To Do or Not To Do?
Faith and Works
A recurrent, and all to easy, temptation when doing theology is to unhook describing the life from living the life, as though theology were a science. This is one reason I prefer Biblical Theology to Systematic Theology. Biblical Theology tends to take the passages in their immediate context, applying them to the purpose for which and to which/whom they were penned, whereas Systematic Theology attempts to make a coherent system of disparate parts. This has merit naturally, but Systematic Theology is always going to fall foul of the need for a forced consistency and logic. And I’m afraid the Middle Eastern mind wasn’t the product of the Enlightenment (nor its Protestant sibling, the Reformation).
The Apostle John (in 1 John) does something that is almost the opposite of what any discussion about faith and works tends to do. But before we get to his point it may pay to step back momentarily and look at the issue from a historical perspective.
We theologically separate faith and works, as though they can be separated- which I contend is difficult, if not impossible. Luther maintained that James was an epistle of straw because James stated faith is only seen in works – they come from faith, in the same way the light comes from the sun. It is hard to separate one from the other for all practical purposes. James is saying you can’t separate the two and hope to still speak of a saving faith. Faith is not an inert or intellectual property. It is a living dynamic that bears witness of itself.
The coin has two faces. We are justified (declared in the right/made right) before God, and we are to live holy (practice the right) before God and man.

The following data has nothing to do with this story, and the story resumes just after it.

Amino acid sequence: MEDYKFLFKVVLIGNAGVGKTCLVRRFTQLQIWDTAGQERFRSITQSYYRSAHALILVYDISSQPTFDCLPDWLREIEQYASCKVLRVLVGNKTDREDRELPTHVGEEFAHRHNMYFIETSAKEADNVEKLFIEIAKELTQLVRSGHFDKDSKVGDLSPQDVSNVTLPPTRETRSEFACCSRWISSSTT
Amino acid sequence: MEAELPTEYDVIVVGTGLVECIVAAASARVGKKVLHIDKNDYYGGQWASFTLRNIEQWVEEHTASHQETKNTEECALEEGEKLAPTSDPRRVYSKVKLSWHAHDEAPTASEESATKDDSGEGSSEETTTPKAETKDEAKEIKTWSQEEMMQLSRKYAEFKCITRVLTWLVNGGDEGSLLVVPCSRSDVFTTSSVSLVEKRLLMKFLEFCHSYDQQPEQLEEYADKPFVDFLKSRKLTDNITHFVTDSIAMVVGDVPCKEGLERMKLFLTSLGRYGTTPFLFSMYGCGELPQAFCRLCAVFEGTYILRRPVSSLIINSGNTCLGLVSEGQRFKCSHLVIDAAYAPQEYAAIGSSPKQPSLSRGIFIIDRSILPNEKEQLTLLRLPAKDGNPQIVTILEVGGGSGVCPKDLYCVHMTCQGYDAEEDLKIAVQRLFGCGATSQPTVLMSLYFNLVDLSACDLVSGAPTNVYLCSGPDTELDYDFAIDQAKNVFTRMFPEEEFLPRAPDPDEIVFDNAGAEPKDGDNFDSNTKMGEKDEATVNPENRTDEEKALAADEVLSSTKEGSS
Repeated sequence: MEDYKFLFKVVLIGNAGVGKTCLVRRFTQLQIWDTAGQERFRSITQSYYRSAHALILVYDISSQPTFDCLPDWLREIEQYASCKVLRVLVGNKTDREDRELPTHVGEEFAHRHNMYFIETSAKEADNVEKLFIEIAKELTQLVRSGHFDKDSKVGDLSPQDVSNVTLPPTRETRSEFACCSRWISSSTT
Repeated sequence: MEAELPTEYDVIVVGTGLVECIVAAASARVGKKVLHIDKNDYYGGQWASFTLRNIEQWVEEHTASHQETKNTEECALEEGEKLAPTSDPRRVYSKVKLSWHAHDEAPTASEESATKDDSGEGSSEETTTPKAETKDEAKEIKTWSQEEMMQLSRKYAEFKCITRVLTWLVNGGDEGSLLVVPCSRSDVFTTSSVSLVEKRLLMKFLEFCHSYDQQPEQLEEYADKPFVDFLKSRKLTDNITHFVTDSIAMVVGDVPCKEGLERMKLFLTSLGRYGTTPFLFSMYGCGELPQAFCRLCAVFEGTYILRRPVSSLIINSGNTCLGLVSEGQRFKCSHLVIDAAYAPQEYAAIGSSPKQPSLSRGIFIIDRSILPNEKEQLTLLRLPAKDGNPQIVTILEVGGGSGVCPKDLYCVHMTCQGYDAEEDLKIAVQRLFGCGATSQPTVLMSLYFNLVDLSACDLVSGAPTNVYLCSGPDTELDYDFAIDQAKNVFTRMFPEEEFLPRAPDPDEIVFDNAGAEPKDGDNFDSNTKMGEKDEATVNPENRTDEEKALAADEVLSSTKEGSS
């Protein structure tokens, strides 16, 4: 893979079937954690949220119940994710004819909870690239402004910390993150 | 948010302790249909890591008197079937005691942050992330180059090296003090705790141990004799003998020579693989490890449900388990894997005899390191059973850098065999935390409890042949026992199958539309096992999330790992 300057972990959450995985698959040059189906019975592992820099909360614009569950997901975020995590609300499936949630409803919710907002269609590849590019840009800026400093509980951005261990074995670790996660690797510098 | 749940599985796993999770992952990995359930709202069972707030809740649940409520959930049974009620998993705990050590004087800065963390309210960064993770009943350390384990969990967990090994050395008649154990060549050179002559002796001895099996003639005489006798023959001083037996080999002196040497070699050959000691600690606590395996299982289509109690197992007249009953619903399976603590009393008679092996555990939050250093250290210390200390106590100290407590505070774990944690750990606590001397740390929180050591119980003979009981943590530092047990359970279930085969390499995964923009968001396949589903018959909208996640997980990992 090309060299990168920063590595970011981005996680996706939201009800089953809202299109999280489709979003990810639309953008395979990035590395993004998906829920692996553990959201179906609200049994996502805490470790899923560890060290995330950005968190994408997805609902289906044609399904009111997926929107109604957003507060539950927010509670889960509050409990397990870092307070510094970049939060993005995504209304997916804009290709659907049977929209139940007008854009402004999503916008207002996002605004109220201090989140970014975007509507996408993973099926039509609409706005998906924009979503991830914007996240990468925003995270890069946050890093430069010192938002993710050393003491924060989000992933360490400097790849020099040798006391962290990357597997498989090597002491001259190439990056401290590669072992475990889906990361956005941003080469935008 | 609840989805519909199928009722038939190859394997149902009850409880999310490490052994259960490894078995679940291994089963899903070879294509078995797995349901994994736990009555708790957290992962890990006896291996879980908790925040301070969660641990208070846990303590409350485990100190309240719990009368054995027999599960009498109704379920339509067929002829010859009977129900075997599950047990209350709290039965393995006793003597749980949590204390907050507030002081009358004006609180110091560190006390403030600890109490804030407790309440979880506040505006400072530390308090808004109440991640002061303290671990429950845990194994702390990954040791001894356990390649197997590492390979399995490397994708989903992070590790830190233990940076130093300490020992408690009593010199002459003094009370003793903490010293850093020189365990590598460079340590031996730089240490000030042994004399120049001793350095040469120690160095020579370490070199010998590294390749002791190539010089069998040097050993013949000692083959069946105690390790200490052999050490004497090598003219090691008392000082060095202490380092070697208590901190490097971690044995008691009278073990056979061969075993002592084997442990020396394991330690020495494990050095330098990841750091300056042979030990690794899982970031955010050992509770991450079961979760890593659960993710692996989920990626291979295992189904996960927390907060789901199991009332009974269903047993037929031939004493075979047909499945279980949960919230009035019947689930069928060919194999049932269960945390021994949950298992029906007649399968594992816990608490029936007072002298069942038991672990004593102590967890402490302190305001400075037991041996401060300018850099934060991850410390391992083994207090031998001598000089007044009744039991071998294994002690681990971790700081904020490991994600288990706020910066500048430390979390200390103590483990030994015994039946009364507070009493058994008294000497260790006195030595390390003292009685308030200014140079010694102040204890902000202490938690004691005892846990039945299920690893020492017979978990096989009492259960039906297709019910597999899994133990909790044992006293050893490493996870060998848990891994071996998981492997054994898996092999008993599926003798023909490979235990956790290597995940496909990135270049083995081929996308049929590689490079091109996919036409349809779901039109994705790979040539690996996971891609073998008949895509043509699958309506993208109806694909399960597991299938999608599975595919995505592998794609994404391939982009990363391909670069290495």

What I find interesting about John in this, his first, letter is that he makes the case for living morally (in the light) as proof of faith/belonging to Jesus, before he speaks of believing the right things about the self-same Lord and Christ.
In the Protestant/Reformed world this appears topsy-turvy, as we are trained to think the exact opposite. But maybe John was facing a disconnection in his day between confession and action? And can there be confession without corresponding and attesting action?
In 1 John 1 the great apostle is presenting the case for a living connection with the person of Jesus. Because he, John, had fellowship with Jesus, his readers could too. This fellowship is a living relationship, a living dynamic, that is transferable, by fellowship and proclamation. John saw, felt, was touched by, and touched the “word of life.” This is the core of his, our, faith, not a forensic proposition. It may, and does, include the latter but our faith is hardly birthed by truths/concepts/positions. Lawyers may wish it so, not John.
Out if this fellowship, this communion, this connection, comes identification with the God of light. When John speaks of walking in the light he is clearly referring to the moral dynamics of a holy life. The light isn’t an esoteric description of an unapproachable and ineffable God. It is a way of living that reflects, or refracts, God’s nature – found in Jesus. (Jesus is Gods statement of truth. “I am the… the truth.”) A person embodies who God is in their life, their actions and their body, as well as in their thoughts and beliefs.
John goes, as far as to say that you can’t claim any vital union with God if you are still acting like the devil. We lie when we claim fellowship with God whilst walking in the darkness. Clearly John is saying it is no good talking unless you are acting. We can’t claim something that has no proof.
The apostle is identifying who is in Christ, and he begins with the markers of lifestyle/morality.
In the second chapter we see that “knowing” God isn’t a formal commitment to a series of truths/propositions. It is seen in keeping the commandments of Jesus. The “truth in us” is not a legal status we can claim to rely on. It is the clear acknowledgement of a life that does the word of God. We know we know because, “we keep his commandments.” John is basing his knowledge of being in Christ upon a life that acts as though it is “being” in Christ.
Keener sums this up by saying, “John advocates testing the spirits by two main tests: a moral ethical test (keeping thecommandments, especially love of the Christian community) and a faith test (the right view of Jesus).”
Action precedes confession, in the sense of proof of faith, in this letter of John.